OMA Spotlight on Health

Gun Violence and Medicine with Dr. Najma Ahmed

May 29, 2020 Ontario Medical Association Season 1 Episode 19
OMA Spotlight on Health
Gun Violence and Medicine with Dr. Najma Ahmed
Show Notes Transcript

This episode focuses on the impact of gun violence featuring Dr. Najma Ahmed, a trauma surgeon at St. Michael’s Hospital and professor of surgery at the University of Toronto. Dr. Ahmed is also a physician leader with Canadian Doctors for Protection from Guns.

OMA Podcast Episode 19: Gun Violence and medicine with Dr. Najma Ahmed

(Background music begins)

Voice-over: In this podcast the Ontario Medical Association looks at current health issues that are on everyone’s mind. Spotlight on Health gives you the straight talk. We’re Ontario’s doctors and your health matters to us. 


(Background music fades)


Anne Marie Flanagan: I’m Anne Marie Flanagan, and I'm the Director of Media Relations and Social Media for the Ontario Medical Association. 


Dr. Najhma Ahmed: And my name is Najhma Ahmed. I'm a trauma surgeon in Toronto and Professor of Surgery at the University of Toronto. 


Flanagan: We're here today to talk about advocacy to prevent gun violence.


(Background music swells and fades)


Flanagan: Dr. Ahmed, how did you become involved in advocating against gun violence?


Dr. Ahmed: I have worked as a trauma surgeon in Toronto for about 20 years now. And over the last many years, probably the last five or six years, we as a trauma community—not just myself, but many emerge doc's and pediatricians, psychiatrists, rehab specialists, nurses, paramedics, police—have noticed an uptick in gun violence, and not just the numbers of gun violence, but the types of weapons that are being used. 


Often there are multiple victims where it used to be one person was brought in who had been shot, now there are multiple. The violence lasts for days sometimes. And also when we look at the literature, we found that there's a real increase in femicide and domestic homicide related to guns. 


So we as a community, as a trauma community, had been noticing this for some time. And then, I think in the summer of 2018, with the shooting on the Danforth, this issue became sort of alive for the country again. And now the public is focused on it again after the horrible shooting in Nova Scotia.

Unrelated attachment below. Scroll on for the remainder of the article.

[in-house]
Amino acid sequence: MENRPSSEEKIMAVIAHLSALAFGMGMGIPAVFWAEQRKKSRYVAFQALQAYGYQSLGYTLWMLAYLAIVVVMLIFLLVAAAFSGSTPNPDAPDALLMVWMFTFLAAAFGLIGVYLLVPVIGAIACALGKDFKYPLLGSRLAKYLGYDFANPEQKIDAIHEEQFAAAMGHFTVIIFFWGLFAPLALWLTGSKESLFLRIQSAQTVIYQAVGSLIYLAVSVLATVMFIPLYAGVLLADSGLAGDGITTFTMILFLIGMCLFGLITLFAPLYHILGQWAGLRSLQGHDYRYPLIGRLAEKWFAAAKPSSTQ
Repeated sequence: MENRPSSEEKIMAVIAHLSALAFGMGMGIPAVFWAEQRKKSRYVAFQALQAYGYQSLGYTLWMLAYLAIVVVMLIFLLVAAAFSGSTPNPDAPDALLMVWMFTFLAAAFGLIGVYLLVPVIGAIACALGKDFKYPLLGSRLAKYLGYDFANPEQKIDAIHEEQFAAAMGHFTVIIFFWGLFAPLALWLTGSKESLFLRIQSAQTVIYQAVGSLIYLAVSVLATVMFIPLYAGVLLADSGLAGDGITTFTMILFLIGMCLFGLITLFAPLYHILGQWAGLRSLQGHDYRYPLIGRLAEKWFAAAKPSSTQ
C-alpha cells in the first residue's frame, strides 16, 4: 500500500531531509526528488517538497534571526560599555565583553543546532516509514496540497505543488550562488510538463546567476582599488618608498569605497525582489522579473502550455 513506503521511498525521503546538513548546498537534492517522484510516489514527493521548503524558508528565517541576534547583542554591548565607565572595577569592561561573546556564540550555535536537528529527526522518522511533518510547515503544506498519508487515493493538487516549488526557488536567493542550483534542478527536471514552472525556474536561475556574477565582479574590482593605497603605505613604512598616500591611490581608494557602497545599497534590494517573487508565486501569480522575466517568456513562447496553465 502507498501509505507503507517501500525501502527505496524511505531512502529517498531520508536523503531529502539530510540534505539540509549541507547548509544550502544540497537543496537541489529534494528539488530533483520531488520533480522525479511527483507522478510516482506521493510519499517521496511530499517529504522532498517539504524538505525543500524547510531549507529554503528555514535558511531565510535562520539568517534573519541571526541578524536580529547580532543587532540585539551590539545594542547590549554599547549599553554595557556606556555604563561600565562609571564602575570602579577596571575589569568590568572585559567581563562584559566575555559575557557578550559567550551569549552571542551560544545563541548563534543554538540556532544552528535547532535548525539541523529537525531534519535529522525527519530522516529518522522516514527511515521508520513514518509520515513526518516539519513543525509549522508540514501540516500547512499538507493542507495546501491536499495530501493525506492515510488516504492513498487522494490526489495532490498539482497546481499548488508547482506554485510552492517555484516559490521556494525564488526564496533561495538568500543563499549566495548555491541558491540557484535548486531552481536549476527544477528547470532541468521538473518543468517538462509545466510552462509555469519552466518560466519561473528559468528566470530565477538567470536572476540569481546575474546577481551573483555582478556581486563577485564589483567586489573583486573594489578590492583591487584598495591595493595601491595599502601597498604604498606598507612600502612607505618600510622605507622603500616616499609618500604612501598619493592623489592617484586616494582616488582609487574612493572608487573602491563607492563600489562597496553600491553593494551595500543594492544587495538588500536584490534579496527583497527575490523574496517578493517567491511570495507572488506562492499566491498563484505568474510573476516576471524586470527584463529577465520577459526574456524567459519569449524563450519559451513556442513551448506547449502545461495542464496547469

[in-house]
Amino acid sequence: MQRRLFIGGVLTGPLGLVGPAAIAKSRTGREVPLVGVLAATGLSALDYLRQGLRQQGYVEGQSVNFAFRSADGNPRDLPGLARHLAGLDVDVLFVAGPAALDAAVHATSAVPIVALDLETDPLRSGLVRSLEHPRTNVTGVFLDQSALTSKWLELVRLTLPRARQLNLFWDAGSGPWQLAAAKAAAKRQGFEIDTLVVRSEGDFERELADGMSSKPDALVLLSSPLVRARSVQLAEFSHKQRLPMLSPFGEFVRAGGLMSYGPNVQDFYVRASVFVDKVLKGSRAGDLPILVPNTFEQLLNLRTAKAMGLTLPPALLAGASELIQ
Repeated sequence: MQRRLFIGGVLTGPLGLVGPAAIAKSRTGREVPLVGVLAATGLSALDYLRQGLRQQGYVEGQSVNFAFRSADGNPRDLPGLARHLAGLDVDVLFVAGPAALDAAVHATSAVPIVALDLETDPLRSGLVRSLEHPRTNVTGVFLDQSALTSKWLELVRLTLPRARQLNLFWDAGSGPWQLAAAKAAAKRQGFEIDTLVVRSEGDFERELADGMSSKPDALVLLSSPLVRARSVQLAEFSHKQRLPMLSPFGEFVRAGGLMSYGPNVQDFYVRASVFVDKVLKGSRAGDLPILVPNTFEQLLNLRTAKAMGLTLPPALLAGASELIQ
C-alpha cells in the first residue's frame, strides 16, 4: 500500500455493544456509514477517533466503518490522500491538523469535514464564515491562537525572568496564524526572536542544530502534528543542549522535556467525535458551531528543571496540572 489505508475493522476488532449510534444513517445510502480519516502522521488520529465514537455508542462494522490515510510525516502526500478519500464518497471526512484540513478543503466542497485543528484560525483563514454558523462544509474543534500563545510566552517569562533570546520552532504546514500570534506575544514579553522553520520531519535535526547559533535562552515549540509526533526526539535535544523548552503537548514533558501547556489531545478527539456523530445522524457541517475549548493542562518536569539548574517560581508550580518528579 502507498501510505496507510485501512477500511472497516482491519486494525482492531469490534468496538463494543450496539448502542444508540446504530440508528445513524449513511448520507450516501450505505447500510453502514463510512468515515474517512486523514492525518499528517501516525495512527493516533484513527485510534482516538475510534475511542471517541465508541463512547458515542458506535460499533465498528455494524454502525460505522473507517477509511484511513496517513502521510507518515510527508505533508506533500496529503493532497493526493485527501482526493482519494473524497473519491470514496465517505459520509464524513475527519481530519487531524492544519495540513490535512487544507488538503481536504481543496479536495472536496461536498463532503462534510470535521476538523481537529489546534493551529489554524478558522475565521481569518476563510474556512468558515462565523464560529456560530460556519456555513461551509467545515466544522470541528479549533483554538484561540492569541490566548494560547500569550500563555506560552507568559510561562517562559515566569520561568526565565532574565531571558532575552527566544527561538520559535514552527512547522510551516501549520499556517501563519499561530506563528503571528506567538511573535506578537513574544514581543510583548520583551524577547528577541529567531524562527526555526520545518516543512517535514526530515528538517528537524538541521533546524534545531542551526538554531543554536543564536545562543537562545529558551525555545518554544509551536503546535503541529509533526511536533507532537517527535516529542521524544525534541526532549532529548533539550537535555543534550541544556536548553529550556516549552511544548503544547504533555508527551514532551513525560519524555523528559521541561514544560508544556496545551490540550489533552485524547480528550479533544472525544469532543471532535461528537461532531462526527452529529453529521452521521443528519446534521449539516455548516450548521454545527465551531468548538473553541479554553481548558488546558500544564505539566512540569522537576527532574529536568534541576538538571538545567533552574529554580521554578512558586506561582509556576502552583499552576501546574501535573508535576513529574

But I think, for me, I have been thinking about it for some time. And we as a medical community started talking about what we could do and how we must say something and do something. And so we organized ourselves as an advocacy organization called Canadian Doctors for Protection from Guns. We really figured out what our objectives would be, what our strategy would be, and how we were going to approach this and implement ways to reduce harm, injury, and death from the proliferation and presence of firearms in our homes and communities.


(Background music swells and fades)


Flanagan: Why do you believe a ban on handguns and assault weapons is a public health issue, and why do doctors have an important role to play there?


Dr. Ahmed: Physicians have had a long history of advocating for social change, where that social change intersects with public health, and improving the health of populations. For instance, efforts for clean water, widespread vaccinations, the nicotine packaging, all those things have been public health issues that the medical community have helped to inform and shape health and public policy around. 


The American Medical Association and the World Health Organization have both framed gun violence as a public health issue that requires a public health approach. But we've been somewhat sheltered in Canada, at least until recent days, from these terrible things. 


Prevention, actually, is what keeps us healthy. It's much more effective and much less expensive than treatment. Other countries have banned semi-automatic weapons, and they have reaped the rewards by decreasing gun deaths in their countries. 


So Canada, you know, although we compare ourselves to the U.S. and think we do really well, in fact we don't do so well when we compare ourselves to our peer nations. It is true that in Canada our gun fatality rate is six times less than the U.S., but compared to 23 other peer nations, we rank fifth for gun deaths around the world.


(Background music swells and fades)


Flanagan: I'm going to assume that, as a surgeon, you have seen certain patients, you've had folks on your table, that have really made an impact.


Dr. Ahmed: I will share the story of a young man who was shot. He was a bystander. He's been a patient in my practice now for about seven or eight years. In those seven or eight years, he had spent more time in hospital than out of hospital, as a young man in his early 20s. 


And that's because of all the operations and re-operations, time in the ICU—he's had probably 11 operations to initially resuscitate and treat him, and then reconstructive operations. 


Almost a decade of someone's life. And I know that he'll never be the same person. This has really defined him. He was a university student when this happened, he had to stop his university career. So he's just now almost 30. I think about the toll this has taken on him, and the toll this has taken on his family and his community; the emotional trauma.